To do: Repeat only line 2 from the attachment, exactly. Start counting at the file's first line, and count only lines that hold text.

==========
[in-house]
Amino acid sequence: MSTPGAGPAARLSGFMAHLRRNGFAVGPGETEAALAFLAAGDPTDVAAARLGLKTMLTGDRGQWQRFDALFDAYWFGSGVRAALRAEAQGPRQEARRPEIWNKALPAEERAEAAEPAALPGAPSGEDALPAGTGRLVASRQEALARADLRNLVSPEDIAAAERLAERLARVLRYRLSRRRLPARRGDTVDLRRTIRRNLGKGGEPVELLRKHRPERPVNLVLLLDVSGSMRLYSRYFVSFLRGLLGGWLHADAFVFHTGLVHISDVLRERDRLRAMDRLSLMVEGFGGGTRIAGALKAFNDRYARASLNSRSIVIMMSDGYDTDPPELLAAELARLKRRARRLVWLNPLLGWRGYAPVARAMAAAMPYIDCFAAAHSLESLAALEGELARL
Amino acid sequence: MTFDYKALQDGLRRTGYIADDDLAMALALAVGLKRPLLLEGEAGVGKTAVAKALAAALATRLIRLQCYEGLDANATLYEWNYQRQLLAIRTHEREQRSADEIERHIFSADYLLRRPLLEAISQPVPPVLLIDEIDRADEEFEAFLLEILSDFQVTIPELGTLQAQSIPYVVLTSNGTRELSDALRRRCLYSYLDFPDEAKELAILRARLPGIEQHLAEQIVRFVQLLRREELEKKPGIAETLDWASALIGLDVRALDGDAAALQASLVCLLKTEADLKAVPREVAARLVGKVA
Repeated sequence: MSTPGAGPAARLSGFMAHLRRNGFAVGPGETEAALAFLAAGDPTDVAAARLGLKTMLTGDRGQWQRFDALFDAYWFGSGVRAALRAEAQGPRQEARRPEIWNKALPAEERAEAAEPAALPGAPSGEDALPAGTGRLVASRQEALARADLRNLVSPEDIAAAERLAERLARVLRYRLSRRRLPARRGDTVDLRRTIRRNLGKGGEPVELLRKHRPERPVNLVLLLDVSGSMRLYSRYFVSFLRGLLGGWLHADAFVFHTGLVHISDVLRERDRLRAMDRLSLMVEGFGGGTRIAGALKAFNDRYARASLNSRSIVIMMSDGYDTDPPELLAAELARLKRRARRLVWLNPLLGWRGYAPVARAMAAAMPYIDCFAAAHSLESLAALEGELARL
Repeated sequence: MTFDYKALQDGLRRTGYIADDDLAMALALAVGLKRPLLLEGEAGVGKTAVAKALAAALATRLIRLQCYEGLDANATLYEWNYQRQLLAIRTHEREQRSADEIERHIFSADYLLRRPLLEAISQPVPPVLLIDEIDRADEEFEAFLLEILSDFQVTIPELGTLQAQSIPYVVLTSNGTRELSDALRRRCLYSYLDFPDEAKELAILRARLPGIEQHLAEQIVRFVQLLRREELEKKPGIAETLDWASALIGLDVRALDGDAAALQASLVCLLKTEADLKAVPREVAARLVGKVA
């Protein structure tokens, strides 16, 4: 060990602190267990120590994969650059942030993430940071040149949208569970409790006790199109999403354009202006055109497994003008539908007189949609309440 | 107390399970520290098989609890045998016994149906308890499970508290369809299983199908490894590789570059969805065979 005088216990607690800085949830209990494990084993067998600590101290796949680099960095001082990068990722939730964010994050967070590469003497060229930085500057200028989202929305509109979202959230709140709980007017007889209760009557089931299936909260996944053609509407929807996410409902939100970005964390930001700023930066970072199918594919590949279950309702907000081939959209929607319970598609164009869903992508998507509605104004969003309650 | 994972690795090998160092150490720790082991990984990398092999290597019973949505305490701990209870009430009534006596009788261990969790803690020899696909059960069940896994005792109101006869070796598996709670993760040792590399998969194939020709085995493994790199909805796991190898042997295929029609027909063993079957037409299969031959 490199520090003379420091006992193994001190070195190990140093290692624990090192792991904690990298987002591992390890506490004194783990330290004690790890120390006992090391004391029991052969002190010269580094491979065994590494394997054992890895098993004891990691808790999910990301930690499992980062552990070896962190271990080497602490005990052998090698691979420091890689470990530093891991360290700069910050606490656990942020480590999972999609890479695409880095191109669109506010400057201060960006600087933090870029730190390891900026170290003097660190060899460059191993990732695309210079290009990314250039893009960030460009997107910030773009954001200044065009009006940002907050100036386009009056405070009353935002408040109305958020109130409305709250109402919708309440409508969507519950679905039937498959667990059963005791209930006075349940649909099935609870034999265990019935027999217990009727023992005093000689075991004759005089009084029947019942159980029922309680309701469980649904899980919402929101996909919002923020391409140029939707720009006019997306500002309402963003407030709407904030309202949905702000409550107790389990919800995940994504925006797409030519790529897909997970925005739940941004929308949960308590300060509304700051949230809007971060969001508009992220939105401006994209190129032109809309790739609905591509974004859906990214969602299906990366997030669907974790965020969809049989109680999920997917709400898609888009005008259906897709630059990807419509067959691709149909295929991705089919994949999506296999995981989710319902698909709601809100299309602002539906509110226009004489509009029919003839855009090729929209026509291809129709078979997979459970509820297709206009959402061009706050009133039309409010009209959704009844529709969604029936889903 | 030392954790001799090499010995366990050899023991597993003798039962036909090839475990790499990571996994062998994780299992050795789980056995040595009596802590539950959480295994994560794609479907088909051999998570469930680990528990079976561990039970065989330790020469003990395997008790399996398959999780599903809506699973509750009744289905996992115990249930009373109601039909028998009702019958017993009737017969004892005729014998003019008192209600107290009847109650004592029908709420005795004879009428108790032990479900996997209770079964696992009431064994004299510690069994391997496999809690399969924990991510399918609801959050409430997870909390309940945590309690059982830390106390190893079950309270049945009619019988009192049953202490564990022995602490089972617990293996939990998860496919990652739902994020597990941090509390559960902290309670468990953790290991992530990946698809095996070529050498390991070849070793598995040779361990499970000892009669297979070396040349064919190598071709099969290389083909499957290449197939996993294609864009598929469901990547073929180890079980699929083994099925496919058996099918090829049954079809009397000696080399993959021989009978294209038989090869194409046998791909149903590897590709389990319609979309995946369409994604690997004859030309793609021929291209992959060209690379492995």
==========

Amino acid sequence: MSTPGAGPAARLSGFMAHLRRNGFAVGPGETEAALAFLAAGDPTDVAAARLGLKTMLTGDRGQWQRFDALFDAYWFGSGVRAALRAEAQGPRQEARRPEIWNKALPAEERAEAAEPAALPGAPSGEDALPAGTGRLVASRQEALARADLRNLVSPEDIAAAERLAERLARVLRYRLSRRRLPARRGDTVDLRRTIRRNLGKGGEPVELLRKHRPERPVNLVLLLDVSGSMRLYSRYFVSFLRGLLGGWLHADAFVFHTGLVHISDVLRERDRLRAMDRLSLMVEGFGGGTRIAGALKAFNDRYARASLNSRSIVIMMSDGYDTDPPELLAAELARLKRRARRLVWLNPLLGWRGYAPVARAMAAAMPYIDCFAAAHSLESLAALEGELARL